Jallianwala Bagh Massacre-Know everything about this day


13 April 1919 is still counted as the black day in the history of India. On this day the famous Jallianwala Bagh Massacre happened. This day the India saw the Massacre (Amritsar Massacre) at Jallianwala Bagh.

Jallianwala Bagh was a big ground in Amritsar, Punhab that was used mainly for dumping of waste. But many used it as a social gathering also.

Lets recall the incidence and read more about the day.

What was Rowlett act?

Rowlett act passed the authority to the British government to arrest anybody suspected of terrorist activities; officials could detain such people for up to 2 years without trial. Police did not need any warrant to search a place. Severe restrictions were imposed on freedom of the press. This act was opposed by Indian freedom fighters nationwide. In the confrontation to this act, a nationwide hartal was called by Gandhiji on 6th April. This was called the Rowlatt Satyagraha, the prelude to the Jallianwala Baag shooting.

Later on, the movement was withdrawn due to large scale violence in many provinces especially Punjab. On 10 April 1919, about 20 people were killed while crossing a railway bridge that led to British parts. This outraged the crowd, which killed 4-5 Europeans. Also, Miss Sherwood, an unarmed English missionary was beaten up by the mob, rescued by few people including father of one of her students. To get reins over the unrest, army troops were sent to Punjab.

Marshal Law in Jallianwala Bagh

In order to avoid the revolution on 13th of April in 1919 at Sunday, Marshal law was imposed, which barred huge gatherings of people (more than four people) at a particular time and place. Oblivious with the legal announcement people gathered at Jallianwala Bagh in Amritsar for Baishakhi celebrations and that is the reason why the massacre happened at the public garden.

Dyer reached there with his group of Gurkha loaded with 303 Lee-Enfield bolt-action rifles and machine guns, surrounded the garden from all sides and started firing on the crowd without any prior warning. His sole motive was to suppress mutiny. They continued firing on the innocent crowd for 10 minutes (1,650 rounds) until they finished off with their bullets. He deliberately made no efforts to provide medical aid to the injured. The “butchery” was concluded around 5.45 pm. As the narrator Saleem in Salman Rushdie’s Midnight’s Children recalls, Dyer told his men: “Good shooting”. The Sunday picnic was over, and the men could take pride in their training: “We have done a jolly good thing”. With Cold and impassive look, Dyer congratulated his man. Thereafter, Dyer proclaimed curfew at 8 pm.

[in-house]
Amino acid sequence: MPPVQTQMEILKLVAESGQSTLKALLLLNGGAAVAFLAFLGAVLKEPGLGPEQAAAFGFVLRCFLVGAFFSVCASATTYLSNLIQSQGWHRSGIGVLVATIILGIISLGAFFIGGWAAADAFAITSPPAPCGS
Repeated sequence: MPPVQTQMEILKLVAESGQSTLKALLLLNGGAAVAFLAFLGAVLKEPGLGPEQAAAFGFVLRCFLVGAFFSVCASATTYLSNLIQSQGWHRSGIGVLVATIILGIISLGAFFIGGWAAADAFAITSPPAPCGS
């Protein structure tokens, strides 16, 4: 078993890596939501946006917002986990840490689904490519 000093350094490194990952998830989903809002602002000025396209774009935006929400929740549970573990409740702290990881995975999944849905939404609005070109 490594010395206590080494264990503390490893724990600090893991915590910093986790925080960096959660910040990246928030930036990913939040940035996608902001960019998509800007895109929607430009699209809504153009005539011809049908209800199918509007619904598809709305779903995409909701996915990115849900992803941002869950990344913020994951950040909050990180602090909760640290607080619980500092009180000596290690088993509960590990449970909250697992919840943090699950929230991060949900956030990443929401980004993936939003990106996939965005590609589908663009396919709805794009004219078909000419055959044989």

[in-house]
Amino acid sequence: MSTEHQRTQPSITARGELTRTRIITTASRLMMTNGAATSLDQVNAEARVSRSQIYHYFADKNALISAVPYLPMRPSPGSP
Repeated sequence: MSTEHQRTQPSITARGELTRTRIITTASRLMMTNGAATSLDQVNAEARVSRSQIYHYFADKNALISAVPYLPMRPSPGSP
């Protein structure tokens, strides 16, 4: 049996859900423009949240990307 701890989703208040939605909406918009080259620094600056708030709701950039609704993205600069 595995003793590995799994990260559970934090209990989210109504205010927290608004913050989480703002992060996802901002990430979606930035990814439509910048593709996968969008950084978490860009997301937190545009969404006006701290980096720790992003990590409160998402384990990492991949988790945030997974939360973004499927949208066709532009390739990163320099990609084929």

100 Years of Jallianwala Bagh Massacre

Very few families could make it to reach for there kin’s assistance. Those who were fortunate enough not to come into the direct line of bullets succumbed to their injuries in lack of medical aid. British officials were indifferent and insensitive to the victims. The government doctor, Lt Col Smith, refused to treat wounded, calling them “Rabid dogs”. People performed mass funerals for the dead and decaying corpses the next morning, 14 April 1919.

Kishwar Desai book “Jallianwala Baag, 1919, The Real Story”

Kishwar Desai, the author of Jallianwala Baag, 1919, The Real Story, also the chair of the Partition Museum trust narrated in her book, that the age of those who were martyred on the “Black day” ranged from a seven-month-old baby boy to 80 years old man. British Raj sources estimated the fatalities at 379, and with 1,100 wounded. However,  Civil Surgeon Dr Williams DeeMeddy indicated that there were 1,526 casualties. The casualty number quoted by the Indian National Congress was more than 1,500, with roughly 1,000 killed. Casualties would have been more but two armoured cars armed with machine guns, brought by Dyer could not enter the park due to narrow entrance. Based on the personal discovery, Pandit Madan Mohan Malaviya claimed that more than 1,000 people were killed by the total crowd of 15,000 to 20,000.

General Dyre was criticized a lot by the House of Commons and forced to get retired in July 1920. This violent behaviour of the British government lost its credibility among Indians. On learning about the massacre, Rabindranath Tagore expressed the pain and anger of the country by renouncing his knighthood –   An honour granted by the British Crown for exceptional personal achievement or public service.